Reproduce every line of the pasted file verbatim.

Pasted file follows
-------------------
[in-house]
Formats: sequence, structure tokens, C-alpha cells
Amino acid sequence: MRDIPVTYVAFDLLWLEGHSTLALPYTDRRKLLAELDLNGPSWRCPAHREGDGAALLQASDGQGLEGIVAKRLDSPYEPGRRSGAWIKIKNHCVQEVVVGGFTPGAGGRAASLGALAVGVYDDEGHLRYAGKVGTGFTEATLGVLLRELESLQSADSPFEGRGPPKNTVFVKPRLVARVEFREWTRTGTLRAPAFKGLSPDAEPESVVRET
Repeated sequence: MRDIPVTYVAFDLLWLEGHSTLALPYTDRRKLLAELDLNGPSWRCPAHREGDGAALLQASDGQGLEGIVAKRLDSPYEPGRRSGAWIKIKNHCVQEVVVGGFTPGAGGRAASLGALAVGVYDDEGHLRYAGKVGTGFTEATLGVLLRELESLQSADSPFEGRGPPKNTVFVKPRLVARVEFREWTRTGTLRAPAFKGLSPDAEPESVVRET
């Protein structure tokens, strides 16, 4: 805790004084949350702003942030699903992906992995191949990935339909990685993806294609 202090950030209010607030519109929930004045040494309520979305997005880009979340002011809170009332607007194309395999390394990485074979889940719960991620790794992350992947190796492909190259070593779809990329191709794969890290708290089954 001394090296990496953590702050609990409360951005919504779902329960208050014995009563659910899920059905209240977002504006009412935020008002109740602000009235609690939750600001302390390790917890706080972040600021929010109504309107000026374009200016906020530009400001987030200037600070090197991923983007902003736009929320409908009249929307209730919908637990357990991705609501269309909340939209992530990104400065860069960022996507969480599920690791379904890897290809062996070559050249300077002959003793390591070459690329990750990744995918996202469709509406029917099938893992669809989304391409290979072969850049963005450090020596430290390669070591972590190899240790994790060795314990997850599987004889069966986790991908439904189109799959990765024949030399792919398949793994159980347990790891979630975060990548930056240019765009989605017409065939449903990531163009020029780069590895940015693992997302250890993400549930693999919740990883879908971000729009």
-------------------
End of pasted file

[in-house]
Formats: sequence, structure tokens, C-alpha cells
Amino acid sequence: MRDIPVTYVAFDLLWLEGHSTLALPYTDRRKLLAELDLNGPSWRCPAHREGDGAALLQASDGQGLEGIVAKRLDSPYEPGRRSGAWIKIKNHCVQEVVVGGFTPGAGGRAASLGALAVGVYDDEGHLRYAGKVGTGFTEATLGVLLRELESLQSADSPFEGRGPPKNTVFVKPRLVARVEFREWTRTGTLRAPAFKGLSPDAEPESVVRET
Repeated sequence: MRDIPVTYVAFDLLWLEGHSTLALPYTDRRKLLAELDLNGPSWRCPAHREGDGAALLQASDGQGLEGIVAKRLDSPYEPGRRSGAWIKIKNHCVQEVVVGGFTPGAGGRAASLGALAVGVYDDEGHLRYAGKVGTGFTEATLGVLLRELESLQSADSPFEGRGPPKNTVFVKPRLVARVEFREWTRTGTLRAPAFKGLSPDAEPESVVRET
């Protein structure tokens, strides 16, 4: 805790004084949350702003942030699903992906992995191949990935339909990685993806294609 202090950030209010607030519109929930004045040494309520979305997005880009979340002011809170009332607007194309395999390394990485074979889940719960991620790794992350992947190796492909190259070593779809990329191709794969890290708290089954 001394090296990496953590702050609990409360951005919504779902329960208050014995009563659910899920059905209240977002504006009412935020008002109740602000009235609690939750600001302390390790917890706080972040600021929010109504309107000026374009200016906020530009400001987030200037600070090197991923983007902003736009929320409908009249929307209730919908637990357990991705609501269309909340939209992530990104400065860069960022996507969480599920690791379904890897290809062996070559050249300077002959003793390591070459690329990750990744995918996202469709509406029917099938893992669809989304391409290979072969850049963005450090020596430290390669070591972590190899240790994790060795314990997850599987004889069966986790991908439904189109799959990765024949030399792919398949793994159980347990790891979630975060990548930056240019765009989605017409065939449903990531163009020029780069590895940015693992997302250890993400549930693999919740990883879908971000729009």